Effect of Microstructure on High-Temperature Mechanical Behavior of Nickel-Base Superalloys for Turbine Disc Applications
Sharpe, Heather Joan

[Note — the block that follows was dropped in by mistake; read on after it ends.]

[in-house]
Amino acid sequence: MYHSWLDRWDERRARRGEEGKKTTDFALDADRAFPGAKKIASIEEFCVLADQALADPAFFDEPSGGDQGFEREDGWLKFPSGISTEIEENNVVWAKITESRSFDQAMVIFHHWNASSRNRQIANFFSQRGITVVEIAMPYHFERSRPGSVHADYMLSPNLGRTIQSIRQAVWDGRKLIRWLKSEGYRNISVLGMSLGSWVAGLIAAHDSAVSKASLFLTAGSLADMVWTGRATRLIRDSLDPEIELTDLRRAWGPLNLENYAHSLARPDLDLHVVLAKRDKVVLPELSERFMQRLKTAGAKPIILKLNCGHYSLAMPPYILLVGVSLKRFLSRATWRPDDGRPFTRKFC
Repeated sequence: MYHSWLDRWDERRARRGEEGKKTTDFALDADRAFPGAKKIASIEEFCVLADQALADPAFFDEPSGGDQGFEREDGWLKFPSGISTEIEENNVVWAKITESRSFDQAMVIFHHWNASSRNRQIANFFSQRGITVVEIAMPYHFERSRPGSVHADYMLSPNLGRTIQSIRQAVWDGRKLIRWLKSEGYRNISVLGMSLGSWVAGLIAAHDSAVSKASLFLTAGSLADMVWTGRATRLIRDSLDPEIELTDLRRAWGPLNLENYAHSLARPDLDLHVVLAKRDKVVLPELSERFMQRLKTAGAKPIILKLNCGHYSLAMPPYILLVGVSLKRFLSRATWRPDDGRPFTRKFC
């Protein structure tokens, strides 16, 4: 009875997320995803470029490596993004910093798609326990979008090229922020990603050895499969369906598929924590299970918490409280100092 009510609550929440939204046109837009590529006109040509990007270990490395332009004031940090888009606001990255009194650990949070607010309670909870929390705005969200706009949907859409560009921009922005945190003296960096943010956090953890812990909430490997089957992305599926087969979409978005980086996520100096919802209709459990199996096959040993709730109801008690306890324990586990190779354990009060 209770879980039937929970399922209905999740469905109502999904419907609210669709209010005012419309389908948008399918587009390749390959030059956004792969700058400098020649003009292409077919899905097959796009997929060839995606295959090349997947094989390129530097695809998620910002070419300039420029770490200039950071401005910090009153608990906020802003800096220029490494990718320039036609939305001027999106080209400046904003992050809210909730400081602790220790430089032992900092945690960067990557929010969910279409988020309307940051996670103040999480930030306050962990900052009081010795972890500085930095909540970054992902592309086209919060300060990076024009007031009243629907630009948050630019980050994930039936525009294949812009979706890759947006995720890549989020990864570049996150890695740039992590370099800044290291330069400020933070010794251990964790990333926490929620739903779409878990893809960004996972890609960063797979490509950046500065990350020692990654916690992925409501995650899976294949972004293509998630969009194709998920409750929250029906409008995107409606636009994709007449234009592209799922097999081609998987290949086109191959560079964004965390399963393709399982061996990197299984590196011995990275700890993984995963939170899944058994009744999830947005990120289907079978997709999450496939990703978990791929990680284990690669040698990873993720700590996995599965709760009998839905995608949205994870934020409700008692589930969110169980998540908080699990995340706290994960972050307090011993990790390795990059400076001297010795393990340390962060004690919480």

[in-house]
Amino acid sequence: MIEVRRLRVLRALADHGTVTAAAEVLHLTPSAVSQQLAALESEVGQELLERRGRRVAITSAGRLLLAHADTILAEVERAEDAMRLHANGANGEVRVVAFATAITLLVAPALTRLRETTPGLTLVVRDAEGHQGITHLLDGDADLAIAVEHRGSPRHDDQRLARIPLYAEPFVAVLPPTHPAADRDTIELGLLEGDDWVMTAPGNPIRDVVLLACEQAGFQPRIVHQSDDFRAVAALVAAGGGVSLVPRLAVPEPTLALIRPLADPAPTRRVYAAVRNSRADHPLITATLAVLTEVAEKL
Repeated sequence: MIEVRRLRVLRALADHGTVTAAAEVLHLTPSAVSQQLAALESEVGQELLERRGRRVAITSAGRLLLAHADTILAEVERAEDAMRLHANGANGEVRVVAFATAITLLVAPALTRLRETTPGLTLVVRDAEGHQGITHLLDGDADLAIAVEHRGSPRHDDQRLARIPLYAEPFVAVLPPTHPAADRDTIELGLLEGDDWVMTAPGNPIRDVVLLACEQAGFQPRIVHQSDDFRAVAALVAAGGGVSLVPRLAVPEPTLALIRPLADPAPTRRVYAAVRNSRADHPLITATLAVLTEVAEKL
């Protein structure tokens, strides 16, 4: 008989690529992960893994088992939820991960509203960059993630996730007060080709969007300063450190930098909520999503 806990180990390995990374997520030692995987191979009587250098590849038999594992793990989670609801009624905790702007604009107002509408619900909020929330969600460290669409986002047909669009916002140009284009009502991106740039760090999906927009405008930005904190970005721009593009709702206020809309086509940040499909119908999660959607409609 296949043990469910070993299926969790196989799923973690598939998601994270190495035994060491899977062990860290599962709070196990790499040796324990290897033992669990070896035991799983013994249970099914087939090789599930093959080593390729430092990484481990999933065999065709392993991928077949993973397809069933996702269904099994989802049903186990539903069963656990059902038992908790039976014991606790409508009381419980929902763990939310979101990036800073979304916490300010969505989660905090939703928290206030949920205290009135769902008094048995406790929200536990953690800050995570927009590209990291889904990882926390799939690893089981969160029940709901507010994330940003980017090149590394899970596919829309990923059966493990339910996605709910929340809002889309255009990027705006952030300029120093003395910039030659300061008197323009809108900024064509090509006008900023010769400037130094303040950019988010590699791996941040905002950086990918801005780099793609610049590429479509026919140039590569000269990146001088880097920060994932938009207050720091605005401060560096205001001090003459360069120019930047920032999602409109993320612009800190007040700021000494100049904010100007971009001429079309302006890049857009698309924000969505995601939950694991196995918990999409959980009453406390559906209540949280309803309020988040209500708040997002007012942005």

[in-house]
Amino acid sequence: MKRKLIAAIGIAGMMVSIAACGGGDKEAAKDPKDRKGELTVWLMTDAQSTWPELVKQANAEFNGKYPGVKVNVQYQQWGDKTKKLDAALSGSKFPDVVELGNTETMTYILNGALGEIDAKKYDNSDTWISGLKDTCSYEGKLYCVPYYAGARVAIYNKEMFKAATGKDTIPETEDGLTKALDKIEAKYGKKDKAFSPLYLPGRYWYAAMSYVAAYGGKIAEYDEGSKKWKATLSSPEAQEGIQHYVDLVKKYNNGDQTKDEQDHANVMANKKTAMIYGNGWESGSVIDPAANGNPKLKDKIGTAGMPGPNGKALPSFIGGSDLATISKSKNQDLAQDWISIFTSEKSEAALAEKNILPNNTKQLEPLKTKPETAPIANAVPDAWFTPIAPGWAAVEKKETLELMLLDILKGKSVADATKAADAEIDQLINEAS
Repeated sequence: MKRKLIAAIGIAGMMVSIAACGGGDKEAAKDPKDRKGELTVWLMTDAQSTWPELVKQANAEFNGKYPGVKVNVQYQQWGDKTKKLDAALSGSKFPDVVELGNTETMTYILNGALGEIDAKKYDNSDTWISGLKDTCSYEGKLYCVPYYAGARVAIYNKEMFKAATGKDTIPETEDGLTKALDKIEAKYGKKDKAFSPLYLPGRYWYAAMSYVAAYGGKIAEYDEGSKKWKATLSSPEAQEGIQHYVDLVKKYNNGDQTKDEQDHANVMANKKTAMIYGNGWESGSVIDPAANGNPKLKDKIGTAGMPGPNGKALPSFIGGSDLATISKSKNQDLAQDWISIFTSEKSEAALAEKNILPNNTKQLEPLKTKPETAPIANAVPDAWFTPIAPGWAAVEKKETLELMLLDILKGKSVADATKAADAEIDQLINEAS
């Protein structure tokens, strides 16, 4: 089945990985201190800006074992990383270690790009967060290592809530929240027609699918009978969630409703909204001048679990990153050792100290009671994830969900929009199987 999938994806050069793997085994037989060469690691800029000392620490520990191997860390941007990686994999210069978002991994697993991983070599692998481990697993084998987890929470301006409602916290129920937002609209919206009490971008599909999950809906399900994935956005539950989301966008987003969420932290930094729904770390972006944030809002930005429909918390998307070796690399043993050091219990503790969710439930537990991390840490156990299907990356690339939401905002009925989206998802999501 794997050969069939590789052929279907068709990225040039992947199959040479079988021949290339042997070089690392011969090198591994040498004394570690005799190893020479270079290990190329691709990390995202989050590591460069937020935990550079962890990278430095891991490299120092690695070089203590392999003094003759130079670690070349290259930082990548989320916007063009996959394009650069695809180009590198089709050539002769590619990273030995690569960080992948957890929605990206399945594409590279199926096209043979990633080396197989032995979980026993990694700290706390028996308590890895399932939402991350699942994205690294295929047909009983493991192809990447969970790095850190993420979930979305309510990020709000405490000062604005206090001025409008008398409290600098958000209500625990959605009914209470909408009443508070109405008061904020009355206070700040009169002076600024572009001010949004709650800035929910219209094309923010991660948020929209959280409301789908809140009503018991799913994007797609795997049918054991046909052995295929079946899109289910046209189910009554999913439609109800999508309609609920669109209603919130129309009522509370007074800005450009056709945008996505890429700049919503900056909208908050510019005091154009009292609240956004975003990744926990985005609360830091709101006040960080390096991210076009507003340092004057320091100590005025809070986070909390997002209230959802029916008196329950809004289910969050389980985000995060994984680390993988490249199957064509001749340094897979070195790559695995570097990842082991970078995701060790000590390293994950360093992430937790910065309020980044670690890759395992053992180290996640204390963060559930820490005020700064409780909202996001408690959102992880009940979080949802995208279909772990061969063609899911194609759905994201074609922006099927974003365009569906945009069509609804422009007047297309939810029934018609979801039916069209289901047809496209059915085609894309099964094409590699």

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Engineers constantly seek advancements in the performance of aircraft and power generation engines, including, lower costs and emissions, and improved fuel efficiency. Nickel-base superalloys are the material of choice for turbine discs, which experience some of the highest temperatures and stresses in the engine. Engine performance is proportional to operating temperatures. Consequently, the high-temperature capabilities of disc materials limit the performance of gas-turbine engines. Therefore, any improvements to engine performance necessitate improved alloy performance. In order to take advantage of improvements in high-temperature capabilities through tailoring of alloy microstructure, the overall objectives of this work were to establish relationships between alloy processing and microstructure, and between microstructure and mechanical properties. In addition, the project aimed to demonstrate the applicability of neural network modeling to the field of Ni-base disc alloy development and behavior. A full program of heat-treatment, microstructural quantification, mechanical testing, and neural network modeling was successfully applied to next generation Ni-base disc alloys. Mechanical testing included hot tensile, hot hardness, creep deformation, creep crack growth, and fatigue crack growth. From this work the mechanisms of processing-structure and structure-property relationships were studied. Further, testing results were used to demonstrate the applicability of machine-learning techniques to the development and optimization of this family of superalloys.